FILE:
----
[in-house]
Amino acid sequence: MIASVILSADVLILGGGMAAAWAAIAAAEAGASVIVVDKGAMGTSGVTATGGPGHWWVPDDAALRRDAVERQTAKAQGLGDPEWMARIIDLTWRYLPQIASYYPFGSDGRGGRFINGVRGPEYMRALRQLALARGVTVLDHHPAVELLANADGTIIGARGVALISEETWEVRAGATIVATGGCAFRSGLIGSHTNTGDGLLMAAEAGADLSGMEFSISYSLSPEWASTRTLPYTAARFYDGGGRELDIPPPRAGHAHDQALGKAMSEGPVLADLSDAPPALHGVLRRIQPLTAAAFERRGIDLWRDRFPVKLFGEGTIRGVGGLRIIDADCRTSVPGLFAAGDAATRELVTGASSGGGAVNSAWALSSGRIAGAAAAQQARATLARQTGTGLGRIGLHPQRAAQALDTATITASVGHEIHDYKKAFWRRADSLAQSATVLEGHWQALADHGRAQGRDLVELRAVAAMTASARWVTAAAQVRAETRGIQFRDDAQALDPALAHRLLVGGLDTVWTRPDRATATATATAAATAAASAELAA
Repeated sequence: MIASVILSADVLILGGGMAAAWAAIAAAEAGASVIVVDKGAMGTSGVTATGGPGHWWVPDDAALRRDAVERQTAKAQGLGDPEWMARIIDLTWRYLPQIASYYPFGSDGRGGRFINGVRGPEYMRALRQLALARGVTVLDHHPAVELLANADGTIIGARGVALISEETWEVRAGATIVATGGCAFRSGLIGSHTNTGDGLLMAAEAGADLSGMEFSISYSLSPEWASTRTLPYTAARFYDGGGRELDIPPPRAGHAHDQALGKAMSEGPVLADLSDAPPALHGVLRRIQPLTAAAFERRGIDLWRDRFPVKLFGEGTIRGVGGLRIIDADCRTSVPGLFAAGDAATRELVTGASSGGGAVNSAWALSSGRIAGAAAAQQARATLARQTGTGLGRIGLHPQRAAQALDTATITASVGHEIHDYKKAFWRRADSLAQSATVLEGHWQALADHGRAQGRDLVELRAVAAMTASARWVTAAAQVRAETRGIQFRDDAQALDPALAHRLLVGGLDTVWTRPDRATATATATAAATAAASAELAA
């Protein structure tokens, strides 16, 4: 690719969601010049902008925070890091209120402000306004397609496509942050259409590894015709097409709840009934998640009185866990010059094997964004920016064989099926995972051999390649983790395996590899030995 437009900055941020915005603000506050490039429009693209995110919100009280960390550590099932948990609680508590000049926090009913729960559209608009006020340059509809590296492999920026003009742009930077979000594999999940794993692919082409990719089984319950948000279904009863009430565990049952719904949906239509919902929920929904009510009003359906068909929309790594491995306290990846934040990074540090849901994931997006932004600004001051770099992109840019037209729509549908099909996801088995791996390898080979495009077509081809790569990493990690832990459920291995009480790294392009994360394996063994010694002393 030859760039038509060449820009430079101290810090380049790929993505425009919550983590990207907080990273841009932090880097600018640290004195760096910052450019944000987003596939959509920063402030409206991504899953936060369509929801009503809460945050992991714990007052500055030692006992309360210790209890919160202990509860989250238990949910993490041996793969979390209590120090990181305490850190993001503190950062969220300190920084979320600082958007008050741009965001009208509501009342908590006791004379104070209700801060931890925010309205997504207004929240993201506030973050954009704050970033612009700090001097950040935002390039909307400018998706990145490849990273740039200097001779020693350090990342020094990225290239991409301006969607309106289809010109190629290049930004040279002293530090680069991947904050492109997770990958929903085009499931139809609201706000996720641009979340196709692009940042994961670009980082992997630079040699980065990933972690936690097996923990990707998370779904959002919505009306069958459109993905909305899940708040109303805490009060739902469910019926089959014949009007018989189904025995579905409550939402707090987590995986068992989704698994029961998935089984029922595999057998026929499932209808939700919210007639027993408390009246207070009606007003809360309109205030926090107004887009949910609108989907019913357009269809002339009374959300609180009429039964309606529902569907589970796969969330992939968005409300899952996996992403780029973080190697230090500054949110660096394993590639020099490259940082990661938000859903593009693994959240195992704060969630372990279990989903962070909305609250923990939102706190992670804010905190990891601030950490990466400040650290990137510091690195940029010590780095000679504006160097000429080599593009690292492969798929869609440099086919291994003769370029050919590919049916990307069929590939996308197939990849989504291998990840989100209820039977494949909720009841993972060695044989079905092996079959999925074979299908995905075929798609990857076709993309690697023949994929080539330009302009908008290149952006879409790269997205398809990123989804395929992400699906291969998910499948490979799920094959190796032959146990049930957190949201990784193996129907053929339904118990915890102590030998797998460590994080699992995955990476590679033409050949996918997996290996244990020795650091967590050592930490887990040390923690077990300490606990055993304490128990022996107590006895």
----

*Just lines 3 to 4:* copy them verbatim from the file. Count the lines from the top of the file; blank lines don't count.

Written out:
Repeated sequence: MIASVILSADVLILGGGMAAAWAAIAAAEAGASVIVVDKGAMGTSGVTATGGPGHWWVPDDAALRRDAVERQTAKAQGLGDPEWMARIIDLTWRYLPQIASYYPFGSDGRGGRFINGVRGPEYMRALRQLALARGVTVLDHHPAVELLANADGTIIGARGVALISEETWEVRAGATIVATGGCAFRSGLIGSHTNTGDGLLMAAEAGADLSGMEFSISYSLSPEWASTRTLPYTAARFYDGGGRELDIPPPRAGHAHDQALGKAMSEGPVLADLSDAPPALHGVLRRIQPLTAAAFERRGIDLWRDRFPVKLFGEGTIRGVGGLRIIDADCRTSVPGLFAAGDAATRELVTGASSGGGAVNSAWALSSGRIAGAAAAQQARATLARQTGTGLGRIGLHPQRAAQALDTATITASVGHEIHDYKKAFWRRADSLAQSATVLEGHWQALADHGRAQGRDLVELRAVAAMTASARWVTAAAQVRAETRGIQFRDDAQALDPALAHRLLVGGLDTVWTRPDRATATATATAAATAAASAELAA
């Protein structure tokens, strides 16, 4: 690719969601010049902008925070890091209120402000306004397609496509942050259409590894015709097409709840009934998640009185866990010059094997964004920016064989099926995972051999390649983790395996590899030995 437009900055941020915005603000506050490039429009693209995110919100009280960390550590099932948990609680508590000049926090009913729960559209608009006020340059509809590296492999920026003009742009930077979000594999999940794993692919082409990719089984319950948000279904009863009430565990049952719904949906239509919902929920929904009510009003359906068909929309790594491995306290990846934040990074540090849901994931997006932004600004001051770099992109840019037209729509549908099909996801088995791996390898080979495009077509081809790569990493990690832990459920291995009480790294392009994360394996063994010694002393 030859760039038509060449820009430079101290810090380049790929993505425009919550983590990207907080990273841009932090880097600018640290004195760096910052450019944000987003596939959509920063402030409206991504899953936060369509929801009503809460945050992991714990007052500055030692006992309360210790209890919160202990509860989250238990949910993490041996793969979390209590120090990181305490850190993001503190950062969220300190920084979320600082958007008050741009965001009208509501009342908590006791004379104070209700801060931890925010309205997504207004929240993201506030973050954009704050970033612009700090001097950040935002390039909307400018998706990145490849990273740039200097001779020693350090990342020094990225290239991409301006969607309106289809010109190629290049930004040279002293530090680069991947904050492109997770990958929903085009499931139809609201706000996720641009979340196709692009940042994961670009980082992997630079040699980065990933972690936690097996923990990707998370779904959002919505009306069958459109993905909305899940708040109303805490009060739902469910019926089959014949009007018989189904025995579905409550939402707090987590995986068992989704698994029961998935089984029922595999057998026929499932209808939700919210007639027993408390009246207070009606007003809360309109205030926090107004887009949910609108989907019913357009269809002339009374959300609180009429039964309606529902569907589970796969969330992939968005409300899952996996992403780029973080190697230090500054949110660096394993590639020099490259940082990661938000859903593009693994959240195992704060969630372990279990989903962070909305609250923990939102706190992670804010905190990891601030950490990466400040650290990137510091690195940029010590780095000679504006160097000429080599593009690292492969798929869609440099086919291994003769370029050919590919049916990307069929590939996308197939990849989504291998990840989100209820039977494949909720009841993972060695044989079905092996079959999925074979299908995905075929798609990857076709993309690697023949994929080539330009302009908008290149952006879409790269997205398809990123989804395929992400699906291969998910499948490979799920094959190796032959146990049930957190949201990784193996129907053929339904118990915890102590030998797998460590994080699992995955990476590679033409050949996918997996290996244990020795650091967590050592930490887990040390923690077990300490606990055993304490128990022996107590006895």